“We are facing a technical issue. Please return to the lounge area.” The rather ominous announcement from the pilot evoked sleepy grunts. Reluctantly, everyone stumbled out into this remote section of Paris’s Charles De Gaulle Airport where our tiny aeroplane was waiting to take us to Stuttgart. At the small airport lounge, a worried passenger asks, “Do you think it’s because of the storm?” referring to the impending Storm Sabine. It probably was, I said. Some 45 minutes and a strong coffee later, we were back on the plane. With little shudders of turbulence now and then, and an extremely friendly cabin crew at our service, we made it to Stuttgart in the nick of time. Sabine hit Germany the next day. We watched her hurricane-like winds from the relative safety of our rooms, at the 230-year-old Traube Tonbach Hotel in Baiersbronn, in southern Germany’s Black forest region.
I was here, braving an extratropical cyclone, with a motley crew of bartenders, cocktail creators and travel writers from Indonesia, New Zealand, and India. Our visit was to a distillery making gin that connoisseurs were hailing as the best, and perhaps, most remarkable in the world. The intriguingly named ‘Monkey 47’ had acquired a cult following. Even Robert parker, one of the most influential wine critics in the world, had said it was the greatest gin he had ever tasted. “If ever a gin deserves 100 points, it is that.” It came to India in 2017 and retails at about Rs 5,000 for a 500 millilitre bottle.
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The same night, a cooking class was scheduled for us, to be held by the chefs at Traube Tonbach. The hotel houses two Michelin-starred restaurants, Köhlerstube and Schwarzwaldstube. In fact, our hotel wasn’t the only one in the area with Michelin stars. Baiersbronn, it turns out, is quite the unexpected hub of culinary excellence with several Michelin-starred restaurants. This area was part of Swabia, or as the locals call it Schwabenland, a cultural, historic and linguistic region that rose with undefined borders in the southwest.
The class began in a brightly lit room, anchored by a shiny, industrial-feel kitchen-top in the middle. The gang was trying their hand at rustling up spatzle, a popular pasta-like dish made with eggs, flour and nutmeg, native to Swabia.
The word is derived from the Swabian diminutive of ‘spatz’ or a little sparrow, to describe the shapes formed ranging from ‘small sparrows’ to ‘small buttons’. Variations can be found in neighbouring countries like Austria, Hungary, and Switzerland, but it is the Swabian spatzle that has been recognised by the European Union with a Protected Geographical Indication mark.
The chef showed us how to roll slabs of dough onto the wetted board, quickly cutting off tiny strands that went straight into a simmering pot of water. I didn’t realise how much skill and swift wrist movement it required. Most of our efforts resulted in thick, misshapen noodles. Fortunately, it was the chef ’s own efforts that were served up for dinner, with a light cheese sauce, topped with a dollop of creamy, melted onion. On the side was a plate of schwabischer kartoffelsalat (the most amazing potato salad I had ever tasted) and greens.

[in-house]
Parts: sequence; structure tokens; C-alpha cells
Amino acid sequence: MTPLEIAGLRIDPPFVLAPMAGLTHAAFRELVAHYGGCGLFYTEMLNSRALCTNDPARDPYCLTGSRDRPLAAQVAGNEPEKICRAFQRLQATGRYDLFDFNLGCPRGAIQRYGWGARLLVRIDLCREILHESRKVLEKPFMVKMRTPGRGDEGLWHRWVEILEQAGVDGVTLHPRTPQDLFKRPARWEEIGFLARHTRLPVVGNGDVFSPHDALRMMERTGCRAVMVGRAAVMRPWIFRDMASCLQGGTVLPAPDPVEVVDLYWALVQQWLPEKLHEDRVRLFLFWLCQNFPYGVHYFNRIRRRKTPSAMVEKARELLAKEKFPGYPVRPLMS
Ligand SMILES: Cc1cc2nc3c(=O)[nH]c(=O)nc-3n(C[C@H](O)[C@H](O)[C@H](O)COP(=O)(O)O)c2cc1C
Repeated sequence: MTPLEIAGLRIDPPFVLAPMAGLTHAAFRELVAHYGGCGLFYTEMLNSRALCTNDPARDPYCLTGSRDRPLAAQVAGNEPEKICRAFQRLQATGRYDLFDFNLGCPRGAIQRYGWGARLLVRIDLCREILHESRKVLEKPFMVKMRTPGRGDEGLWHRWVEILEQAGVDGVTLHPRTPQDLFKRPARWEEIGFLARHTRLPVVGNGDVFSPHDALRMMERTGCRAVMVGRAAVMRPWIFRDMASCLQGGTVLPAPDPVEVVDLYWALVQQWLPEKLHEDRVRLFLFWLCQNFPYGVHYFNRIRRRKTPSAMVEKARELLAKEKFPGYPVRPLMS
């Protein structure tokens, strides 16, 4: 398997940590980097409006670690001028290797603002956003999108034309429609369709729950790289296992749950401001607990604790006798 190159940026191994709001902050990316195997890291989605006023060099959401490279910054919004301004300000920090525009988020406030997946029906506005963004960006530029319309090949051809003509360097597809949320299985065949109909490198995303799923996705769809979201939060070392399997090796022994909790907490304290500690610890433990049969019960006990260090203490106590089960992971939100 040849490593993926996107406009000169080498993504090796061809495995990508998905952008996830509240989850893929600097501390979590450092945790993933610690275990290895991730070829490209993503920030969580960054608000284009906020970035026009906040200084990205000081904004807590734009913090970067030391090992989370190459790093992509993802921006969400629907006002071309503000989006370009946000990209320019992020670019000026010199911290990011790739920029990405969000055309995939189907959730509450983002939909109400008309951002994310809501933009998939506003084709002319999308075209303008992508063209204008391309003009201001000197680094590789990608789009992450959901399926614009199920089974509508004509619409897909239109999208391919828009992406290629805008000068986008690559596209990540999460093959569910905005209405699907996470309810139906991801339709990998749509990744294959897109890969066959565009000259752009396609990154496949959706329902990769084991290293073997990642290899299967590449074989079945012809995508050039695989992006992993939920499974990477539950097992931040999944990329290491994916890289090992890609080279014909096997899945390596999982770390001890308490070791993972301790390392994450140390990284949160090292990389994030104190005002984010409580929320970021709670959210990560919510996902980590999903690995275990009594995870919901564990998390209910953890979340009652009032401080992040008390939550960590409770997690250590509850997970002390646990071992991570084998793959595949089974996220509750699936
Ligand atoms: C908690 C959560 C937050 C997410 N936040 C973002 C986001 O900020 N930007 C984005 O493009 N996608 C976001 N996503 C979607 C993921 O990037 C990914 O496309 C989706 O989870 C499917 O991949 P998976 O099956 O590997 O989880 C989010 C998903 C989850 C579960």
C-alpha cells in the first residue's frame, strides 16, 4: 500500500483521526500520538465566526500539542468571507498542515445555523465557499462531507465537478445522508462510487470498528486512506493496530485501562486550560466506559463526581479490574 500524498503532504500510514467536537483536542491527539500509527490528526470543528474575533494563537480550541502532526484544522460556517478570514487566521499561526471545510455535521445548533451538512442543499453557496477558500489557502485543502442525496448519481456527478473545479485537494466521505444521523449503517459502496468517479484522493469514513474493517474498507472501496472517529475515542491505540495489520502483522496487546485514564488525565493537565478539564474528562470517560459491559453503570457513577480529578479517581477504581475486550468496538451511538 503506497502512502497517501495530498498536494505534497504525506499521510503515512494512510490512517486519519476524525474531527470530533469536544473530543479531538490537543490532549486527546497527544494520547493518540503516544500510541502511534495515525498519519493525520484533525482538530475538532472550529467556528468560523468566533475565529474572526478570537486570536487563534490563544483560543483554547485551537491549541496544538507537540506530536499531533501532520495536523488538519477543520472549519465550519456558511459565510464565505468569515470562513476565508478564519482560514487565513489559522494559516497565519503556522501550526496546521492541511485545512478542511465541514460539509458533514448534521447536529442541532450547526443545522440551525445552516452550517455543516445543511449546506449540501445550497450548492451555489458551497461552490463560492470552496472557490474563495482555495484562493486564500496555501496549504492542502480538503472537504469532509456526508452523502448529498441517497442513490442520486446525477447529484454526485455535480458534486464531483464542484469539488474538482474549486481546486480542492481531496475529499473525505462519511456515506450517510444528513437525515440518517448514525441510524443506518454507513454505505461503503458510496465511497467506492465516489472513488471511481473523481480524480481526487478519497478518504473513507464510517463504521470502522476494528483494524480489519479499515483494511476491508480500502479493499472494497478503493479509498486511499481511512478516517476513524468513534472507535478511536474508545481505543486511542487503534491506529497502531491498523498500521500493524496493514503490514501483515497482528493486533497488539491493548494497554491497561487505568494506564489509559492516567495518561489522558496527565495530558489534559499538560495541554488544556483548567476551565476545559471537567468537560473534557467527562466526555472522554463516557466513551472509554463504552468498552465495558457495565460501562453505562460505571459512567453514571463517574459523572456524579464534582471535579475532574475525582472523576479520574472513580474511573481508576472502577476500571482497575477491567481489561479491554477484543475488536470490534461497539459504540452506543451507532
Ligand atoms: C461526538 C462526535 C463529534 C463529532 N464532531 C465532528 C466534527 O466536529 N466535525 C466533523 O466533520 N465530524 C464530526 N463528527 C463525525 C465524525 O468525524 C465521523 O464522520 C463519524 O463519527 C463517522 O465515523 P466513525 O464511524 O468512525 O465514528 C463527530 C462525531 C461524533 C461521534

However, it was dessert that everyone was really looking forward to—the fabled black forest cake, the region’s most famous export to the world. Also known as schwarzwalder kirschtorte, the moist, light and fluffy dessert was whipped up by a soft-spoken pastry chef with a little bit of help from us. we didn’t do much, though, other than splashing generous amounts of kirschwasser (a cherry brandy) on the multiple chocolate layers, piping some whipped cream florets, and sprinkling shaved chocolate curls for the garnish. The cherries were local, as was some schnapps distilled locally from Black Forest fruit.
Next morning, we set off for the distillery, navigating through wet mountain roads, villages and towns. The pretty houses had sharply sloping roofs, covered in wooden shingles that resemble fish scales. The Monkey 47 distillery is located in Schaberhof, in the Vogelsberg region. Schaberhof is a refurbished old farmstead built in 1840, and its exterior is covered in the same classic hand-split wooden shingles typical of the Black forest area.
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The distillery, also called Zum Wilden Affen (German for ‘The Wild Monkey’), is set amid fields and rolling hills bordered by dense forests. A 1,400 square metre complex, it houses spaces for maceration, storage, and tasting spread across three buildings; a bee house; an apiary; and a small herbal garden.
Our tour starts off in the tasting room, needless to say, with a glass of gin. As we enter, the rows of brown bottles, similar to the ones that can be spotted in old pharmacies, immediately catch my attention. Neatly lined up on one side of the long room, their purple postage stamp-styled label features the eponymous monkey in the middle.
A bar-like counter is stacked with the bottles, and wooden boards laden with local cold cuts, cheeses and buttered laugenbrezel (like pretzels, but so much better). We are served cocktails in Monkey 47’s signature clay cups—these, too, have a small monkey engraved inside. Intense in flavour, with notes of zingy citrus, sharp pepper, herbal juniper, and a dose of lingonberries, the concoction has a whopping 47 ingredients that give it its name. This includes those sourced from the Black forest itself, like the angelica root, acacia flowers, bramble leaves, and even spruce shoots. we learn that the juniper berries come from the Mediterranean, either from Tuscany or Croatia, as the sunlight in those regions brings out a stronger aroma.